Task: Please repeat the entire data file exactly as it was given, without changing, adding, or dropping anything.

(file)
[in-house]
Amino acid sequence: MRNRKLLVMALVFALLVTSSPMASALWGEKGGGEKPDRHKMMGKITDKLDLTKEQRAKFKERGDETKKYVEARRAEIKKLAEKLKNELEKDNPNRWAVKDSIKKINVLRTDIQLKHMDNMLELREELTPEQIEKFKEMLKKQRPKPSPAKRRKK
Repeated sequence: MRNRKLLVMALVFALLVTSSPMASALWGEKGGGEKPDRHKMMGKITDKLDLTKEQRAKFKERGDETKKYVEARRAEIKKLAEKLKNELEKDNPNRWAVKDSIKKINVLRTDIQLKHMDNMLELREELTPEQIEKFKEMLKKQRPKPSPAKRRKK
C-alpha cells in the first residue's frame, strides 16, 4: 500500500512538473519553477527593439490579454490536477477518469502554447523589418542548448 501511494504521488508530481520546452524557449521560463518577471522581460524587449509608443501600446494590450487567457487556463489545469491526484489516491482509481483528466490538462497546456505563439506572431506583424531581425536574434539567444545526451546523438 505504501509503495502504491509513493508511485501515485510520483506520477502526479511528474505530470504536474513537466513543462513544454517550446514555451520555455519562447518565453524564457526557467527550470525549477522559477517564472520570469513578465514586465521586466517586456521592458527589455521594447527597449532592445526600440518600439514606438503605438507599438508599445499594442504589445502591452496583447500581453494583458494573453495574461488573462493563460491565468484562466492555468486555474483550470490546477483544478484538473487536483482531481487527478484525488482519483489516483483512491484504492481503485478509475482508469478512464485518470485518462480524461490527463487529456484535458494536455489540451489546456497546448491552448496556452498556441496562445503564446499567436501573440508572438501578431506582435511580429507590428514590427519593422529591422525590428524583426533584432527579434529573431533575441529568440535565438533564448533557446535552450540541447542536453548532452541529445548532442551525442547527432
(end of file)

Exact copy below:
[in-house]
Amino acid sequence: MRNRKLLVMALVFALLVTSSPMASALWGEKGGGEKPDRHKMMGKITDKLDLTKEQRAKFKERGDETKKYVEARRAEIKKLAEKLKNELEKDNPNRWAVKDSIKKINVLRTDIQLKHMDNMLELREELTPEQIEKFKEMLKKQRPKPSPAKRRKK
Repeated sequence: MRNRKLLVMALVFALLVTSSPMASALWGEKGGGEKPDRHKMMGKITDKLDLTKEQRAKFKERGDETKKYVEARRAEIKKLAEKLKNELEKDNPNRWAVKDSIKKINVLRTDIQLKHMDNMLELREELTPEQIEKFKEMLKKQRPKPSPAKRRKK
C-alpha cells in the first residue's frame, strides 16, 4: 500500500512538473519553477527593439490579454490536477477518469502554447523589418542548448 501511494504521488508530481520546452524557449521560463518577471522581460524587449509608443501600446494590450487567457487556463489545469491526484489516491482509481483528466490538462497546456505563439506572431506583424531581425536574434539567444545526451546523438 505504501509503495502504491509513493508511485501515485510520483506520477502526479511528474505530470504536474513537466513543462513544454517550446514555451520555455519562447518565453524564457526557467527550470525549477522559477517564472520570469513578465514586465521586466517586456521592458527589455521594447527597449532592445526600440518600439514606438503605438507599438508599445499594442504589445502591452496583447500581453494583458494573453495574461488573462493563460491565468484562466492555468486555474483550470490546477483544478484538473487536483482531481487527478484525488482519483489516483483512491484504492481503485478509475482508469478512464485518470485518462480524461490527463487529456484535458494536455489540451489546456497546448491552448496556452498556441496562445503564446499567436501573440508572438501578431506582435511580429507590428514590427519593422529591422525590428524583426533584432527579434529573431533575441529568440535565438533564448533557446535552450540541447542536453548532452541529445548532442551525442547527432